The Chet Atkins Appreciation Society Convention
Guitar related vendors
were already set up in a trade show room down the hall,
where you can sample and buy products such as guitars, rare
record albums, thumbpicks, instructional materials, and
videos. Guitar makers Paul McGill and
Harvey Leach displayed their instruments, as did
Kent Everett and others.
That afternoon I caught a performance on the main stage
by Michael O'Dorn of California and then went to my hotel
to check in and head off to dinner.
Day Two - Thursday:
On Thursday I met many of the
Chet fans I have chatted with on the Internet over the
last 6 months. These are folks I had come to know online,
but had not met in person: Chris Vickers, Palmer Moore,
Dave Baer, Dan Bishop, Mark Bruffey, Tony Rose and Jimmy
Goode were the first ones I met. I also met the man web
guitarists call the "king" of tablature, Larry Kuhns.
Larry uses a software program called "tabledit" to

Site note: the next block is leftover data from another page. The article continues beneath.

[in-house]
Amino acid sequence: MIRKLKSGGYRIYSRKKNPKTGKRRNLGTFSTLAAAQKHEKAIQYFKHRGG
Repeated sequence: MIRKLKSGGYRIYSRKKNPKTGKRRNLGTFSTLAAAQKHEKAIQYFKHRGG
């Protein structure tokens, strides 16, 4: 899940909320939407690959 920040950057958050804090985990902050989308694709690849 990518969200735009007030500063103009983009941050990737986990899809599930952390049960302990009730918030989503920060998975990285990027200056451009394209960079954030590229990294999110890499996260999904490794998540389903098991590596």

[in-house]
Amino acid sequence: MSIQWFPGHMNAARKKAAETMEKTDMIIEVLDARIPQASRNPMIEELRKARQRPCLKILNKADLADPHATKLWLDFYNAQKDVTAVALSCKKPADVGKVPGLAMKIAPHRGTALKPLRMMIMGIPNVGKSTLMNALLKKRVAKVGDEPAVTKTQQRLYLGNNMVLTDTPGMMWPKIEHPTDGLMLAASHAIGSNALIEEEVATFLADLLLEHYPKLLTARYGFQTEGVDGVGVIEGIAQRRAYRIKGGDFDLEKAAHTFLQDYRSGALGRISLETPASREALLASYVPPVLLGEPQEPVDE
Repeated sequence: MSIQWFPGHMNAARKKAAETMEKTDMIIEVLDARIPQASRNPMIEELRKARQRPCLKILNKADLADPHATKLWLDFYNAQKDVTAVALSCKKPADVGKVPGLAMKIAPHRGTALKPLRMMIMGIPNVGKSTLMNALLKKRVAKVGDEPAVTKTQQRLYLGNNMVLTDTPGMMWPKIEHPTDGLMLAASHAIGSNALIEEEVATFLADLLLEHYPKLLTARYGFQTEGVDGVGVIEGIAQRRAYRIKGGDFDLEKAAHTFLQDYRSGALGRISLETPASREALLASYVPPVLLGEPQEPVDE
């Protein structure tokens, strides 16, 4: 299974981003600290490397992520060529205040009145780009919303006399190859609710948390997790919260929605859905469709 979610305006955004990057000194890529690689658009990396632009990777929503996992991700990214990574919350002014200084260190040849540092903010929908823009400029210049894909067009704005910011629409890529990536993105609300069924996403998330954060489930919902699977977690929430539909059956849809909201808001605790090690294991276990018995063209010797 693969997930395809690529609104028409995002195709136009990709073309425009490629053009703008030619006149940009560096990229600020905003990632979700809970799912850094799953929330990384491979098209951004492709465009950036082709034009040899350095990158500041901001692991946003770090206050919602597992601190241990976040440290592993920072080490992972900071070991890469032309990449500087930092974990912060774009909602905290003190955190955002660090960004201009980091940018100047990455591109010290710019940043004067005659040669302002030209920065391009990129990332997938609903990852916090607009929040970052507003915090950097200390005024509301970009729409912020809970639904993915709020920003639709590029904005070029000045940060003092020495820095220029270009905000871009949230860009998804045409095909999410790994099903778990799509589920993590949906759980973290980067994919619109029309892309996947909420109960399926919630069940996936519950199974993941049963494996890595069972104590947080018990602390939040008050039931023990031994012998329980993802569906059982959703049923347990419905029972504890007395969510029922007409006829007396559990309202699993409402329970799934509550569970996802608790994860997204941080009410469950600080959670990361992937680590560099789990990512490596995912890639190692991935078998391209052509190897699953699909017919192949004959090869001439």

figure out and transcribe some of Chet's tunes and
emails them to friends. Another guy, John Langford
had a digital camera and he was walking around taking
photos for the "Chet Atkins Fans" webpage, a meeting
place for Chet fans on Cyber River.
I also got to meet and play with
Julian Smith, a great fingerstyle guitarist from
Bowdon, Georgia. He played "Copper Kettle" faster than
I expected and it was tough keeping up with the chords
on that one, but a thrill to play with him.
Bergeson, a multi-talented guitar player who has toured
with Chet in recent years played with Bill Piburn on the
mainstage. After an unusually long attempt to get the
tuning and sound just right they sounded great together,
and Bergeson even played harmonica on a few tunes.
Thursday afternoon I spent about 45 minutes with
Thom Bresh in the hotel restaurant and he told me
about his experience as the son of the great Merle Travis
and how he came into his own career and developed his
picking style and what he thought about Chet and Jerry
Reed and everything else important in this world.
Thom is a funny guy who is entertaining to be around
on-stage and off. He's also a bit of a "gadget" junkie.
He loves the new technologies and guitar-related "toys."
He told me stories of how he sat up all night writing
songs, drinking wine, and recording licks onto his home
studio DAT recorder. Bresh's home is so full of gadgets
that Buster B. Jones calls it "Guitarville".